Northern Spotted Owl Webcam

Chick B 2021 Photo: Northern Spotted Owl Breeding Program

Welcome to the northern spotted owl webcam!

Watch a northern spotted owl chick develop throughout the month of May at a breeding facility in Langley, British Columbia. The northern spotted owl is one of Canada’s most endangered species, there are only about 10 individuals left in the wild in British Columbia.

The webcam is brought to you by the FWCP and the Northern Spotted Owl Breeding Program. Supporting the Northern Spotted Owl Breeding Program has been a priority for the FWCP’s Coastal Region board for many years. It is one of 100 fish and wildlife projects we’re funding across our three regions in 2021–2022, for approximately $9.4 million.

Watch the owl webcam now!


Notes: The owls are most active in the early morning and late evening.
Currently, the camera does not have audio. We are working to improve image quality.

Meet the owls

Chick B-21

Egg B-21 was laid on March 13, 2021, and artificially incubated for 32 days. The chick hatched on April 16 and was hand-raised by the Northern Spotted Owl Breeding Program team for eight days. It was returned to the nest on April 24.

Chick B-21 was born to parents who were not ready to look after it, and it has been paired with foster parents. Amoré, the mother, accepted her newest foster chick immediately. Sedin, the father, has been excited to feed his little family.

A dummy egg has been placed in the nest to help track the chick’s growth. Chick B-21 was only slightly bigger than the egg when it was put into the nest.

The parents

Sedin and Amoré are back for another year on the webcam! Sedin was born at the Northern Spotted Owl Breeding Program in 2012. He is the first-ever artificially incubated and hand-raised northern spotted owl. Amoré was brought in from the wild as a juvenile in 2010. These two have been bonded since 2017, and like most owls, they pair for life. Sedin and Amoré have had three male chicks, and they are now raising Chick B-21 together.

The Northern Spotted Owl Breeding Program’s Adopt-A-Chick campaign

Adopt a chick! For a minimum donation of $25, you will provide your chick with 21 mice—enough food for a whole week. You will receive a certificate of your symbolic adoption and emails about your chick’s development.

The Adopt-A-Chick program gives you an in-depth look at your chick—from its time in the nest with its parents until it has fledged and gets to explore its new surroundings. You’ll receive exclusive photos and videos of the chick and get access to an activities page!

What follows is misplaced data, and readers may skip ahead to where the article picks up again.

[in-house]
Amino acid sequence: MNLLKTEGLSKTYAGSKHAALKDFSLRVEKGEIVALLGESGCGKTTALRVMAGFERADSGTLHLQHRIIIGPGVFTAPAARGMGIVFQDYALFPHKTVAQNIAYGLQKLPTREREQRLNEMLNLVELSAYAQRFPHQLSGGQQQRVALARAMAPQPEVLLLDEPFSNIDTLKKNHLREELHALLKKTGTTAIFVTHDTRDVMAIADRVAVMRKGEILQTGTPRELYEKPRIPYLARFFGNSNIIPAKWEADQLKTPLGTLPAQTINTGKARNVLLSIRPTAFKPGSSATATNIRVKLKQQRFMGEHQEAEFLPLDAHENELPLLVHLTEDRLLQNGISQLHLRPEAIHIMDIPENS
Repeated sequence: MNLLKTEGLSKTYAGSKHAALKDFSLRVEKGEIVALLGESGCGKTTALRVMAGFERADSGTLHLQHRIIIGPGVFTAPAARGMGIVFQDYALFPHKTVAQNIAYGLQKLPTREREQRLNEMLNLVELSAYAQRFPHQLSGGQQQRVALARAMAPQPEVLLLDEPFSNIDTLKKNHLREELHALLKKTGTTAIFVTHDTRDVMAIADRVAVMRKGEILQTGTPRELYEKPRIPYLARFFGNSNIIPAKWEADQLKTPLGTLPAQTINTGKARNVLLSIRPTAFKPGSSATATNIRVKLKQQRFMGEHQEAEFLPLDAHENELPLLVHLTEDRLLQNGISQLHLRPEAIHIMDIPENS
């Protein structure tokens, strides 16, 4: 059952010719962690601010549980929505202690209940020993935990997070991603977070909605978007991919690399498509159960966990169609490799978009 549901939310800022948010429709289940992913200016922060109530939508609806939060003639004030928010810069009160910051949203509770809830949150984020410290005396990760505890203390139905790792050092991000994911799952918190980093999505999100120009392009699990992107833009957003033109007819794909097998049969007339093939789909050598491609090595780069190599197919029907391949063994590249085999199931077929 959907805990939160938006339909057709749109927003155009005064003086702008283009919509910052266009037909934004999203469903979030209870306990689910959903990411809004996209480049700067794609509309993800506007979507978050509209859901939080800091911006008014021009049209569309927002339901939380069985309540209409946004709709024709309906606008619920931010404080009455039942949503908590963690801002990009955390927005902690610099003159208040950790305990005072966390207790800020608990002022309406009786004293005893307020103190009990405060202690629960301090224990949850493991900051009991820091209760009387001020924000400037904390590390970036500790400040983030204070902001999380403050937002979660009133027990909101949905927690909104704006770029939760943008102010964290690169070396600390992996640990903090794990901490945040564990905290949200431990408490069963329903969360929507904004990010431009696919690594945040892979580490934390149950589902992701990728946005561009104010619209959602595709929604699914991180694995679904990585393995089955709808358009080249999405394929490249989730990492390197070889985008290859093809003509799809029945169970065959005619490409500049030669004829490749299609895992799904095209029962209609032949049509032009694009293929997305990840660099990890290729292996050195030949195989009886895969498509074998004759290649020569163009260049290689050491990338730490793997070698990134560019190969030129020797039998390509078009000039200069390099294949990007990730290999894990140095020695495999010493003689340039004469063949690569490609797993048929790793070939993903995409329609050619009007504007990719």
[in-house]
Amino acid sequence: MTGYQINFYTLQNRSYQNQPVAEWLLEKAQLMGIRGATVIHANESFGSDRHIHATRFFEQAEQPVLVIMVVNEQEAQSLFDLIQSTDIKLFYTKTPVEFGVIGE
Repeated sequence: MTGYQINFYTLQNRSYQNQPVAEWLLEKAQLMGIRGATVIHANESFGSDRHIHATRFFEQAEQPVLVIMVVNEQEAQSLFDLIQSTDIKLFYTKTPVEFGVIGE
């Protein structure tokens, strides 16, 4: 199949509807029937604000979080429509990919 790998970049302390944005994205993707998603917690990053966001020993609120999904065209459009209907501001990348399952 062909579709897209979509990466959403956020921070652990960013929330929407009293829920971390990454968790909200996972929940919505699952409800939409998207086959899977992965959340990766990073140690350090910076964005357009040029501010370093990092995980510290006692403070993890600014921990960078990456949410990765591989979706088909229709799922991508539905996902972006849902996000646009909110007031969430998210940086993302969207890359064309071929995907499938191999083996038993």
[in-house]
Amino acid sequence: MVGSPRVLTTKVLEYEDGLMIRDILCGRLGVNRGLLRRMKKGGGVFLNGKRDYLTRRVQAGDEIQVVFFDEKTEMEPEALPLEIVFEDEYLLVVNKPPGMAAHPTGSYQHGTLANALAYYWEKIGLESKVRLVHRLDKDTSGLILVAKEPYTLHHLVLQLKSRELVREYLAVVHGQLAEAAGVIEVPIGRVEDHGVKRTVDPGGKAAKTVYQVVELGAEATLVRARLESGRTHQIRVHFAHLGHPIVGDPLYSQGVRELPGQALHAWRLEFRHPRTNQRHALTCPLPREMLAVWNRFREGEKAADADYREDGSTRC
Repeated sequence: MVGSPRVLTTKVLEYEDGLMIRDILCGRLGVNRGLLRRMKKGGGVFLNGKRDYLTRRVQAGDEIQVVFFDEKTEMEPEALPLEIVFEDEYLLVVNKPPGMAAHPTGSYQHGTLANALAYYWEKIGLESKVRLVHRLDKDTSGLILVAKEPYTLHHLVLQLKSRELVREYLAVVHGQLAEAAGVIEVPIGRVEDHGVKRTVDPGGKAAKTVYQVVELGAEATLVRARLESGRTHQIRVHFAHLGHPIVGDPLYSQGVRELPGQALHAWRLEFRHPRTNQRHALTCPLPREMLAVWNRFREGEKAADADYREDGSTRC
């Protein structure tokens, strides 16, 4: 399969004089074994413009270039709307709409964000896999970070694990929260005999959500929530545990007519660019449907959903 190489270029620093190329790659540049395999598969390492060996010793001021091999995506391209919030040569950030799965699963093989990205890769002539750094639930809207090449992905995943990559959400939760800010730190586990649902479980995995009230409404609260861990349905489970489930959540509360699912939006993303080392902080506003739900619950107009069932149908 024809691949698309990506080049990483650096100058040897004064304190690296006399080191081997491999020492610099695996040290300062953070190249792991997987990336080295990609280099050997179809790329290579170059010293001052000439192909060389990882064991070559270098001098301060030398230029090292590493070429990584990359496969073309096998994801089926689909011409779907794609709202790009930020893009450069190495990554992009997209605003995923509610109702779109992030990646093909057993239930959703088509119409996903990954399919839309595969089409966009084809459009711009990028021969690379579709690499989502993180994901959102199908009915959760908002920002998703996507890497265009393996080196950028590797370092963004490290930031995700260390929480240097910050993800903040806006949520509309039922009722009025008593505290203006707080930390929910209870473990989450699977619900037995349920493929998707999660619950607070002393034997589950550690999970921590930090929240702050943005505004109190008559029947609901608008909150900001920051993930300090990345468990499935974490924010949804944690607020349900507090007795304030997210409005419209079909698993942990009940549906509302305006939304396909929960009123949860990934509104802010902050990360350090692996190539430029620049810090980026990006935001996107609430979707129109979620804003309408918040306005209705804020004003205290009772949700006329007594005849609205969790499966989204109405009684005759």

For more information: www.nsobreedingprogram.com/adopt-a-chick.

Northern Spotted Owl facts

  • The Northern Spotted Owl is the rarest owl in Canada.
  • The entire wild population in Canada is about 10 and they are all in B.C.
  • It’s one of three sub-species of Spotted Owl.
  • They prefer old-growth forests habitats.
  • It’s among the largest owls in North America (40 – 48 cms long).
  • It typically lays two to three eggs per clutch.
  • It gets its name from the distinct spots on its head and back.
  • The typical call is a four-note “who hoo hoo whoo.”
  • Strix occidentalis caurina is the scientific name for this species.
  • This captive breeding program is a critical part of the recovery effort of this owl in Canada.

 

FWCP and the Northern Spotted Owl Captive Breeding Program

One of the reasons the Northern Spotted Owl is at risk in Canada is due to habitat loss resulting from a variety of human activities such as timber harvesting and human settlement, including the creation of reservoirs. That’s why FWCP is involved: our mission is to conserve and enhance fish and wildlife impacted by BC Hydro dams. In addition to funding the breeding program, the FWCP has also funded research and monitoring on Northern Spotted Owls.  Subscribe and stay informed about FWCP grants, and the projects we fund, including this one. If you have questions about the FWCP, please ask us: fwcp@bchydro.com.

The Northern Spotted Owl Captive Breeding Program’s objective is to release captive-raised owls into protected habitats, with the goal of establishing a viable self-sustaining population of Spotted Owls within the Lillooet area.

The Northern Spotted Owl Captive Breeding Program is funded by BC Hydro, the British Columbia Conservation Foundation, the Fish & Wildlife Compensation Program, INNERGEX, TD Friends of the Environment Foundation, and the Province of B.C.

           

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